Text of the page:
Utility Concerns in Choosing an Assessment Method

Randy May is a 32-year-old airplane mechanic for a small airline based on Nantucket Island, Massachusetts. Recently, Randy won $2 million in the New England lottery. Because Randy is relatively young, he decided to invest his winnings in page 603a business to create a future stream of earnings. After weighing many investment options, Randy chose to open up a chain of ice cream shops in the Cape Cod area. (As it turns out, Cape Cod and the nearby islands are short of ice cream shops.) Randy reviewed his budget and figured he had enough cash to open shops on each of the two islands (Nantucket and Martha’s Vineyard) and two shops in small towns on the Cape (Falmouth and Buzzards Bay). Randy contracted with a local builder, and the construction/renovation of the four shops is well under way.

The task that is occupying Randy’s attention now is how to staff the shops. Two weeks ago, he placed advertisements in three area newspapers. So far, he has received 100 applications. Randy has done some informal HR planning and figures he needs to hire 50 employees to staff the four shops. Being a novice at this, Randy is unsure how to select the 50 people he needs to hire. Randy consulted his friend Mary, who owns the lunch counter at the airport. Mary told Randy that she used interviews to get “the most knowledgeable people possible” and recommended it to Randy because her people had “generally worked out well.” While Randy greatly respected Mary’s advice, on reflection some questions came to mind. Does Mary’s use of the interview mean that it meets Randy’s requirements? How can Randy determine whether his chosen method of selecting employees is effective or ineffective?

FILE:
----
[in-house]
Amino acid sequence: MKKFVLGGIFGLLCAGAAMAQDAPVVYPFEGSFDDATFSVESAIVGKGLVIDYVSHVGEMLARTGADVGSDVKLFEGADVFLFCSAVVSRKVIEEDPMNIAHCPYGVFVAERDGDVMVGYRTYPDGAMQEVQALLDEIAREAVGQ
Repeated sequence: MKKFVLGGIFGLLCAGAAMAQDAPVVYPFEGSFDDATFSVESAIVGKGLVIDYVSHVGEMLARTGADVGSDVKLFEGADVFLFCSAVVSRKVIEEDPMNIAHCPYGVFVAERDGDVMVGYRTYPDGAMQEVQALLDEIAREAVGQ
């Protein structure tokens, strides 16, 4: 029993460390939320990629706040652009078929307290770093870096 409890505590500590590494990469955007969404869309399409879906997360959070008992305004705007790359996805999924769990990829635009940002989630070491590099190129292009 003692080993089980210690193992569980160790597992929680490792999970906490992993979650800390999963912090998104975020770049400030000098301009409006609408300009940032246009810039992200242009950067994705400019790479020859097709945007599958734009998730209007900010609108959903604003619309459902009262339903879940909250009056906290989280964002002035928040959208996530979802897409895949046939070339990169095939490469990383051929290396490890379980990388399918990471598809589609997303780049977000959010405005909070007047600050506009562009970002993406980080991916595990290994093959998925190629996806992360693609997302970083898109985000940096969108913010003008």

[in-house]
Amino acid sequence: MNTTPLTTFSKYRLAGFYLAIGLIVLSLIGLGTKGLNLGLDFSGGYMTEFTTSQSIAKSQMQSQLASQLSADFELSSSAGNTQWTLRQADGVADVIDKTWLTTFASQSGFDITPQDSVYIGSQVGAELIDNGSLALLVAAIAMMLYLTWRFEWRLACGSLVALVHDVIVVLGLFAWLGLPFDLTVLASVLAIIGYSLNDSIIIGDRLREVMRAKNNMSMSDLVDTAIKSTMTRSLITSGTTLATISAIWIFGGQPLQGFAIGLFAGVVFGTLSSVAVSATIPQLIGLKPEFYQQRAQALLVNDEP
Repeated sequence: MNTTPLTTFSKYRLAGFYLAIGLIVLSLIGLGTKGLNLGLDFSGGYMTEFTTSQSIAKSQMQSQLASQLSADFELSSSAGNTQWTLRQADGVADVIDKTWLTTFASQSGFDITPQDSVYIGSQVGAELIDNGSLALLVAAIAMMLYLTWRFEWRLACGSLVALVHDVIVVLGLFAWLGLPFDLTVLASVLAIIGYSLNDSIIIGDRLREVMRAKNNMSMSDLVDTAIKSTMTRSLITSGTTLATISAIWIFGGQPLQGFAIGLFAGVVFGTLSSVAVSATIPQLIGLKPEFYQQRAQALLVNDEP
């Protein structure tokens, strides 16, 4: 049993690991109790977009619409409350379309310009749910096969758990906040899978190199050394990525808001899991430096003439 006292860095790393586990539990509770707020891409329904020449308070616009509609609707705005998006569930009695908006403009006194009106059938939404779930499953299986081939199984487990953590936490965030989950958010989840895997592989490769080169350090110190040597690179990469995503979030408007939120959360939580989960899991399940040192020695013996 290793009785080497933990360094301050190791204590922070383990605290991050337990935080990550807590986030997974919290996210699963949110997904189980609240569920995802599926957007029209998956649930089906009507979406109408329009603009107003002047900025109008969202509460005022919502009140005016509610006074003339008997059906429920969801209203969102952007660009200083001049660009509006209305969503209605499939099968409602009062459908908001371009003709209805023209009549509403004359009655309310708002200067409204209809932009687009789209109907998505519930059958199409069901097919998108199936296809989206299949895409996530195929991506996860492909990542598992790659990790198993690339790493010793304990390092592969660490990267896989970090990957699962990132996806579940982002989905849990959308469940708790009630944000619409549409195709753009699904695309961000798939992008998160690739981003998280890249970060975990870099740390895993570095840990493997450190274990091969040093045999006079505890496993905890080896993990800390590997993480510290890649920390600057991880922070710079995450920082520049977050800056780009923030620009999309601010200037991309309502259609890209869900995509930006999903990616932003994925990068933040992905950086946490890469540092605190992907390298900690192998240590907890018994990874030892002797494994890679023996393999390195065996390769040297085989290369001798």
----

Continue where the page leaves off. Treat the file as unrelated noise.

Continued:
Confused, Randy also sought the advice of Professor Ray Higgins, from whom Randy took an HR management course while getting his business degree. After learning of the situation and offering his consulting services, Professor Higgins suggested that Randy choose one of two selection methods (after paying Professor Higgins’s consulting fees, he cannot afford to use both methods). The two methods Professor Higgins recommended are the interview (as Mary recommended) and a work sample test that entails scooping ice cream and serving it to a customer. Randy estimates that it would cost $100 to interview an applicant and $150 per applicant to administer the work sample. Professor Higgins told Randy that the validity of the interview in predicting overall job performance for customer service employees is r = .30, while the validity of the work sample in predicting overall job performance is r = .50. Professor Higgins also informed Randy that the selection ratio is probably fairly high because there are not a lot of job seekers and because the minimum wage he plans on paying is not likely to attract people in this area.

Randy would really appreciate it if you could help him answer the following questions:

1. What parts of this information seem most important for the choice of selection measures? How does each piece of information fit with the “choice of assessment method” discussion?

2. If Randy can use only one method, which should he use?

3. If the number of applicants for these jobs increases dramatically (more applications are coming in than Randy expected), how will your answers to questions 1 and 2 change?

4. What are some additional pieces of information you would like to have before committing to any of these options? What other criteria might be relevant?